• The paper "Joint Classification and Pairing of Human Chromosomes" by Pravesh Biyani, Xialoin Wu, and Abhijit Sinha addresses the problem of identifying and pairing human chromosomes from karyotype images. They propose heuristic methods for solving this NP-hard problem and demonstrate the validity of their approach using a large, clinical data set.
  • In "Semisupervised Learning for Molecular Profiling," Cesare Furlanello, Maria Serafini, Stefano Merler, and Giuseppe Jurman explore a novel approach to identifying patterns in microarray expression data. They exploit the two-level cross-validation structure of the typical expression classifier experiment and show how the classifier validation runs in which a particular sample that is not included can be used to identify special, borderline, or outlier samples.
  • The paper "Essential Latent Knowledge for Protein-Protein Interactions: Analysis by an Unsupervised Learning Approach" by Hiroshi Mamitsuka discusses a new probabilistic model for modeling protein-protein interactions. An EM-based algorithm is presented for learning the model.
  • The paper "Markov Encoding for Detecting Signals in Genomic Sequences" by Jagath C. Rajapakse and Loi Sy Ho addresses how to use a Markov encoding of genomic sequences to enable a neural network to predict higher-order features in the sequences and has shown promising results.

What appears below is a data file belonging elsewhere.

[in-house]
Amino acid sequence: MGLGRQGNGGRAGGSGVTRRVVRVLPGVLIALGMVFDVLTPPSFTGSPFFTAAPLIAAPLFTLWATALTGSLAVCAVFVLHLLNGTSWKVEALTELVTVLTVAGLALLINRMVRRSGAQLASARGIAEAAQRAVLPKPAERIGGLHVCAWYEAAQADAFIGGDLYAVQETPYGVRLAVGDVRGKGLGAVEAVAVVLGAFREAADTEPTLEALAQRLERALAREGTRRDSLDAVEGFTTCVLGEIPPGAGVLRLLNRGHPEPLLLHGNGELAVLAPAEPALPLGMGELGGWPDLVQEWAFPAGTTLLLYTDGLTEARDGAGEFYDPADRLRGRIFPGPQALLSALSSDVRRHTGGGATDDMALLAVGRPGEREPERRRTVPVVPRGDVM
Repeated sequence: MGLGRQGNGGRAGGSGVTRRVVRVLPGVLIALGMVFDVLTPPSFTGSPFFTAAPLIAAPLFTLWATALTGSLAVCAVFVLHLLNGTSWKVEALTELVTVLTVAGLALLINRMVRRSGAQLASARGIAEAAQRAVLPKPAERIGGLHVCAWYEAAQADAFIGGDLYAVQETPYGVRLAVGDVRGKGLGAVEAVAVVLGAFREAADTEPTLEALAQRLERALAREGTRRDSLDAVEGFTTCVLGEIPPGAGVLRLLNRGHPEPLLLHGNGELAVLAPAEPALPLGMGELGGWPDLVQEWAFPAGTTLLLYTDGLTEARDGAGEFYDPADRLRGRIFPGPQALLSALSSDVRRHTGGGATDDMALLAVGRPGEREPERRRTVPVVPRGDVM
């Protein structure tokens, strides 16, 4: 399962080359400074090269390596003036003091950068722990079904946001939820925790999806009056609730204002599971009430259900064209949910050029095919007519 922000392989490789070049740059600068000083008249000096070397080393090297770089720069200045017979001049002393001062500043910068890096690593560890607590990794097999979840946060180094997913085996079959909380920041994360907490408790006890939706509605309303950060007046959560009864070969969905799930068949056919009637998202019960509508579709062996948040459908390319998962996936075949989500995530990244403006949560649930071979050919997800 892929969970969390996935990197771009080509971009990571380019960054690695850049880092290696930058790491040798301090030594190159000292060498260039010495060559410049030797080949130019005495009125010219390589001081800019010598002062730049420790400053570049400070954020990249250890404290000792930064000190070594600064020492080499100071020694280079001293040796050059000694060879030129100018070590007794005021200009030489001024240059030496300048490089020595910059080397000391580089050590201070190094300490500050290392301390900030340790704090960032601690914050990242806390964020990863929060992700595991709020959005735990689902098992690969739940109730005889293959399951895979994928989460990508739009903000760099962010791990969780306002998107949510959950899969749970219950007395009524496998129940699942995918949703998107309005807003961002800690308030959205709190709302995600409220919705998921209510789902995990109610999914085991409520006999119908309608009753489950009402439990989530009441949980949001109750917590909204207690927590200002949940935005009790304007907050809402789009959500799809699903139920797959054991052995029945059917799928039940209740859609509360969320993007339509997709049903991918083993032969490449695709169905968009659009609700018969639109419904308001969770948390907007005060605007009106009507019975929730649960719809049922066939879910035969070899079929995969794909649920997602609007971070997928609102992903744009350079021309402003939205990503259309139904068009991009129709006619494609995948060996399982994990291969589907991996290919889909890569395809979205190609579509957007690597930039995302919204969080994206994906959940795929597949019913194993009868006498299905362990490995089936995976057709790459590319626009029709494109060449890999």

• "The Latent Process Decomposition of cDNA Microarray Data Sets" by Simon Rogers, Mark Girolami, Colin Campbell, and Rainer Breitling presents a probabilistic clustering scheme for interpreting large expression data sets. Using a common set of latent variables, the method objectively assesses the number of classes in the data while allowing a given example to be assigned probabilistically to multiple classes.
  • The paper "Fold Recognition by Predicted Alignment Accuracy" by Jinbo Xu deals with a template-ranking problem in a protein sequence using a support vector regression method which is shown to outperform the traditional Z-score-based method.
  • The paper "Dimension Reduction-Based Penalized Logistic Regression for Cancer Classification Using Microarray Data" by Li Shen and Eng Chong Tan presents a method for dimensionality reduction using regression for cancer classification data. Dimensionality reduction is an important task in many bioinformatics problems due to the sheer size of the data.


Qiang Yang would like to thank Hong Kong RGC 6187/04E and CA03/04.EG01.HKBU2/03C for their support.

About the Authors